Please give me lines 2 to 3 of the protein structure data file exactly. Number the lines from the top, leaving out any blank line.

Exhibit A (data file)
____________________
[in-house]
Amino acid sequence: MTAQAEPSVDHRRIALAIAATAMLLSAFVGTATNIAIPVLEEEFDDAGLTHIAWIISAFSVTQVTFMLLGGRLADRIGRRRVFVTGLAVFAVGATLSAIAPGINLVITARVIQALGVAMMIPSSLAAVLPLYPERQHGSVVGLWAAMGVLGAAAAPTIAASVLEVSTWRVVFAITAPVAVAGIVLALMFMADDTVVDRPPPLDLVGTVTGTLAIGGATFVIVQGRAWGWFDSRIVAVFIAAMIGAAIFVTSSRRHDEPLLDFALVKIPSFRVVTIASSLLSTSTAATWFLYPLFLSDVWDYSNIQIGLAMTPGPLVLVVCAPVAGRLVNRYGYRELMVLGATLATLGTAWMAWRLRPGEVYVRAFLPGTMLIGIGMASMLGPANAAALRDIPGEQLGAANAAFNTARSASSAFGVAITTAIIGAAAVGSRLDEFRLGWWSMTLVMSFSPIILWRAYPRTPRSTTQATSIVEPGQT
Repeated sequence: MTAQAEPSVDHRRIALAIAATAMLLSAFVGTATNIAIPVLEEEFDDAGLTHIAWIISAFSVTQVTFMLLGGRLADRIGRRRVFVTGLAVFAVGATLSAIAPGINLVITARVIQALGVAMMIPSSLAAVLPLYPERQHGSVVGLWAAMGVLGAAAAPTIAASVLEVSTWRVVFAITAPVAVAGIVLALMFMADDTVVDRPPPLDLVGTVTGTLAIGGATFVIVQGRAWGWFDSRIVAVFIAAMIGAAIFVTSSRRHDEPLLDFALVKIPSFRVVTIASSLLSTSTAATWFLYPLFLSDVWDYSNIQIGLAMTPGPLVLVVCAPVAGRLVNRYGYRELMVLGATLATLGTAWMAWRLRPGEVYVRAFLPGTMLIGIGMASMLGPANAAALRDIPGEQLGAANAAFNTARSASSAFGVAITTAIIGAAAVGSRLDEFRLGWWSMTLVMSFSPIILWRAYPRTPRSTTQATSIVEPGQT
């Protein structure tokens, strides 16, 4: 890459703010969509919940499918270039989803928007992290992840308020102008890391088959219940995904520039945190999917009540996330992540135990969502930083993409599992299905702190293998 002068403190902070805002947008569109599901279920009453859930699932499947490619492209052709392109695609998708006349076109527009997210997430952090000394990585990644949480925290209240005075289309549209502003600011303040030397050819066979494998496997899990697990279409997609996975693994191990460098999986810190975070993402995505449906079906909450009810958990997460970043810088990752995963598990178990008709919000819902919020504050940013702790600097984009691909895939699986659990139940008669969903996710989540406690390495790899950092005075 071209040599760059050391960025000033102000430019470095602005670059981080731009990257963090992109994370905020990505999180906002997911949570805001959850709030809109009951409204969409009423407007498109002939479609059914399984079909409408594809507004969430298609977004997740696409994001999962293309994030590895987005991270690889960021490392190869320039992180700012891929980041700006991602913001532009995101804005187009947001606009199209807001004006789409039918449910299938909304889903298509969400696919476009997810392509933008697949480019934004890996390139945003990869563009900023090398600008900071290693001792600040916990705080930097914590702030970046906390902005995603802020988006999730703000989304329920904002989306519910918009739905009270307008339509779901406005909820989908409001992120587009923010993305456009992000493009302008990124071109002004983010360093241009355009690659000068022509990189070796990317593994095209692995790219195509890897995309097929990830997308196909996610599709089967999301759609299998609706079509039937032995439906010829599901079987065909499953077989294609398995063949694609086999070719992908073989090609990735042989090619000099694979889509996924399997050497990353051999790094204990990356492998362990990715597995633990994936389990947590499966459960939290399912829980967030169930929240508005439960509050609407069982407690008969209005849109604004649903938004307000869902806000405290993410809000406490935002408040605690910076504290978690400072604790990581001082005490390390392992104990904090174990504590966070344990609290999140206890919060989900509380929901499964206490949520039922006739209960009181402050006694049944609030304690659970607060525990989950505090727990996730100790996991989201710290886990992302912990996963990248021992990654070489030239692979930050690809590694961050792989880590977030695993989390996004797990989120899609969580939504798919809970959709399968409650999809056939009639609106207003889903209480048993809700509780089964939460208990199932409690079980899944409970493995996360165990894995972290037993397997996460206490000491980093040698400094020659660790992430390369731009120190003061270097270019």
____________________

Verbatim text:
Amino acid sequence: MTAQAEPSVDHRRIALAIAATAMLLSAFVGTATNIAIPVLEEEFDDAGLTHIAWIISAFSVTQVTFMLLGGRLADRIGRRRVFVTGLAVFAVGATLSAIAPGINLVITARVIQALGVAMMIPSSLAAVLPLYPERQHGSVVGLWAAMGVLGAAAAPTIAASVLEVSTWRVVFAITAPVAVAGIVLALMFMADDTVVDRPPPLDLVGTVTGTLAIGGATFVIVQGRAWGWFDSRIVAVFIAAMIGAAIFVTSSRRHDEPLLDFALVKIPSFRVVTIASSLLSTSTAATWFLYPLFLSDVWDYSNIQIGLAMTPGPLVLVVCAPVAGRLVNRYGYRELMVLGATLATLGTAWMAWRLRPGEVYVRAFLPGTMLIGIGMASMLGPANAAALRDIPGEQLGAANAAFNTARSASSAFGVAITTAIIGAAAVGSRLDEFRLGWWSMTLVMSFSPIILWRAYPRTPRSTTQATSIVEPGQT
Repeated sequence: MTAQAEPSVDHRRIALAIAATAMLLSAFVGTATNIAIPVLEEEFDDAGLTHIAWIISAFSVTQVTFMLLGGRLADRIGRRRVFVTGLAVFAVGATLSAIAPGINLVITARVIQALGVAMMIPSSLAAVLPLYPERQHGSVVGLWAAMGVLGAAAAPTIAASVLEVSTWRVVFAITAPVAVAGIVLALMFMADDTVVDRPPPLDLVGTVTGTLAIGGATFVIVQGRAWGWFDSRIVAVFIAAMIGAAIFVTSSRRHDEPLLDFALVKIPSFRVVTIASSLLSTSTAATWFLYPLFLSDVWDYSNIQIGLAMTPGPLVLVVCAPVAGRLVNRYGYRELMVLGATLATLGTAWMAWRLRPGEVYVRAFLPGTMLIGIGMASMLGPANAAALRDIPGEQLGAANAAFNTARSASSAFGVAITTAIIGAAAVGSRLDEFRLGWWSMTLVMSFSPIILWRAYPRTPRSTTQATSIVEPGQT